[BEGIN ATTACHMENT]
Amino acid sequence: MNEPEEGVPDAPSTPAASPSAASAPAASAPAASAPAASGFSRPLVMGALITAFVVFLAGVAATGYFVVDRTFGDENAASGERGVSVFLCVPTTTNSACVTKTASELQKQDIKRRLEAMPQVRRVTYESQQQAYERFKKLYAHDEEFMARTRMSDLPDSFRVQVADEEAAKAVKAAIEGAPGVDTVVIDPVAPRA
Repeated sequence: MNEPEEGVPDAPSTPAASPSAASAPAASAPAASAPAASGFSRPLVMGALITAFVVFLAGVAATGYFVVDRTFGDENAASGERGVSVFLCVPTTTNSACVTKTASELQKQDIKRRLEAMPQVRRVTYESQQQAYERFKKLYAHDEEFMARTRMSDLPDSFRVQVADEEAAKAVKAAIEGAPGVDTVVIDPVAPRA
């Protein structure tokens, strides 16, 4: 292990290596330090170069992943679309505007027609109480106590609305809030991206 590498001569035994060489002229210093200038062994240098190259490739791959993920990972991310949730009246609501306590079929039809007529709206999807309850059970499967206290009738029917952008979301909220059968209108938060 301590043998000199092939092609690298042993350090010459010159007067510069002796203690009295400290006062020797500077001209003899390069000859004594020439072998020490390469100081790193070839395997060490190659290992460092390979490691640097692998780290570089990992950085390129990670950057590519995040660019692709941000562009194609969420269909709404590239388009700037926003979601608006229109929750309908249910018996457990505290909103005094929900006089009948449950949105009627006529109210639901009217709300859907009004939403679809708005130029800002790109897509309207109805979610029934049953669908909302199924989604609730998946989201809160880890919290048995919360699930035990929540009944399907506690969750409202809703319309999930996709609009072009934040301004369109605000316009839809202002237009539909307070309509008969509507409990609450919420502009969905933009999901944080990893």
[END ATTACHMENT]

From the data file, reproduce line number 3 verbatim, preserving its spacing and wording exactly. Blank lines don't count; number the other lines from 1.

């Protein structure tokens, strides 16, 4: 292990290596330090170069992943679309505007027609109480106590609305809030991206 590498001569035994060489002229210093200038062994240098190259490739791959993920990972991310949730009246609501306590079929039809007529709206999807309850059970499967206290009738029917952008979301909220059968209108938060 301590043998000199092939092609690298042993350090010459010159007067510069002796203690009295400290006062020797500077001209003899390069000859004594020439072998020490390469100081790193070839395997060490190659290992460092390979490691640097692998780290570089990992950085390129990670950057590519995040660019692709941000562009194609969420269909709404590239388009700037926003979601608006229109929750309908249910018996457990505290909103005094929900006089009948449950949105009627006529109210639901009217709300859907009004939403679809708005130029800002790109897509309207109805979610029934049953669908909302199924989604609730998946989201809160880890919290048995919360699930035990929540009944399907506690969750409202809703319309999930996709609009072009934040301004369109605000316009839809202002237009539909307070309509008969509507409990609450919420502009969905933009999901944080990893």